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Logline: A wise-cracking truck driver becomes ensnared in a centuries-old battle in Chinatown involving black magic and a 2000-year-old magician named Lo Pan.

John Carpenter’s Big Trouble in Little China was a critical and commercial failure when it was released in the summer of 1986 but has gained a huge cult following in the years since its release.  After the film bombed at the box office, Carpenter decided he had had enough of Hollywood and returned to his independent filmmaking roots.  While I respect Big Trouble in Little China for what it is, I do not particularly like the film.

A fantasy action film in which anything goes, the film takes all the conventions and cliches of martial arts movies and turns them on their head.  The result is something of an oddity.  The film starts off promising but quickly becomes repetitive and all over the place.  Kim Cattrall is pretty wooden and Dennis Dun’s one-liners become annoying rather quickly.  Kurt Russell, on the other hand, is pretty enjoyable as the non-traditional hero Jack Burton who is endlessly quotable.  “This is gonna take crackerjack timing.”  As a whole though, the characters are poorly developed and uninteresting.  Despite my ambivalent feelings toward the film, I admire the production design.  The fight scenes are quite impressive and have the movement and fluidity that the fights in Escape from New York (1981) lacked.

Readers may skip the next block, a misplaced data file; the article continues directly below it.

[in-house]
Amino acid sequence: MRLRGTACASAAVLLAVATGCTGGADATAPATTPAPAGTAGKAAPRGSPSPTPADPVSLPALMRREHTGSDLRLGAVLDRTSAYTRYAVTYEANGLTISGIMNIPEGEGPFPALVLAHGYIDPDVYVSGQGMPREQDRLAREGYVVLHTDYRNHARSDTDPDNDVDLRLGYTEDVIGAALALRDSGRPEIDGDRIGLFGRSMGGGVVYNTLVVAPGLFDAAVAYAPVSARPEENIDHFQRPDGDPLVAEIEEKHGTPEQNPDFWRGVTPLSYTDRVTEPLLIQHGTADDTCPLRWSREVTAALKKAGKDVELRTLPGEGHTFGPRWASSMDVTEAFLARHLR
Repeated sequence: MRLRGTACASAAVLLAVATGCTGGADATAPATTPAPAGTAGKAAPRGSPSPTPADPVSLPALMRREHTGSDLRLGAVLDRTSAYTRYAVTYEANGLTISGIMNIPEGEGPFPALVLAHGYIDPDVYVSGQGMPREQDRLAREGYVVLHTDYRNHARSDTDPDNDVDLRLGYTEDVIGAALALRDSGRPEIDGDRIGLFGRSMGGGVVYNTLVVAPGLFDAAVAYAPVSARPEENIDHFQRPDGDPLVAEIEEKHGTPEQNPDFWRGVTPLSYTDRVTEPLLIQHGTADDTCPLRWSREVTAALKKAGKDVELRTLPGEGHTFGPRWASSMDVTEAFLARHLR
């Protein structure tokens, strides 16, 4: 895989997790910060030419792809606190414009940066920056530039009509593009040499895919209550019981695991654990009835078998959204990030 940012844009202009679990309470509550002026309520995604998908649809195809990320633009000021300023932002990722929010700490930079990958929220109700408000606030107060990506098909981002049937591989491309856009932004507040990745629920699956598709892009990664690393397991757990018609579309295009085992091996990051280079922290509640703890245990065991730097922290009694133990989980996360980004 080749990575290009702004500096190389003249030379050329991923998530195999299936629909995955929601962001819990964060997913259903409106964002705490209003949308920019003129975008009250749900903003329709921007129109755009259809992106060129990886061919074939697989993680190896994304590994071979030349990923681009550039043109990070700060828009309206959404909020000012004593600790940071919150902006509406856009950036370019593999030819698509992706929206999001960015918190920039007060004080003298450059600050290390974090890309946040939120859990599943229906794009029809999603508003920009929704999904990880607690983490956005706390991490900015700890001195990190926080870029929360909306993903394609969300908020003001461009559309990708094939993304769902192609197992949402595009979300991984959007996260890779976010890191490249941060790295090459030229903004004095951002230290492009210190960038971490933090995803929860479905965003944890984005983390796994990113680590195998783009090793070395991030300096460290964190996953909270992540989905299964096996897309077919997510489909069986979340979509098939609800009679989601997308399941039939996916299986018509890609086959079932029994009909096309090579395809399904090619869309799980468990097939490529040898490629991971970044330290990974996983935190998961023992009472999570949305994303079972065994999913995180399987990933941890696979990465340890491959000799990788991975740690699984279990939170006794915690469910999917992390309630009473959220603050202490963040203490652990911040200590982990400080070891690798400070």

Hollywood never turns down a chance to remake older films and a remake of Big Trouble in Little China is looming on the horizon with Dwayne Johnson set to star as Jack Burton.  Despite its now very positive reputation, Big Trouble in Little China does little for me.  Overall, it is a disappointing spectacle that favors style over substance.

Rating (out of ****): **1/2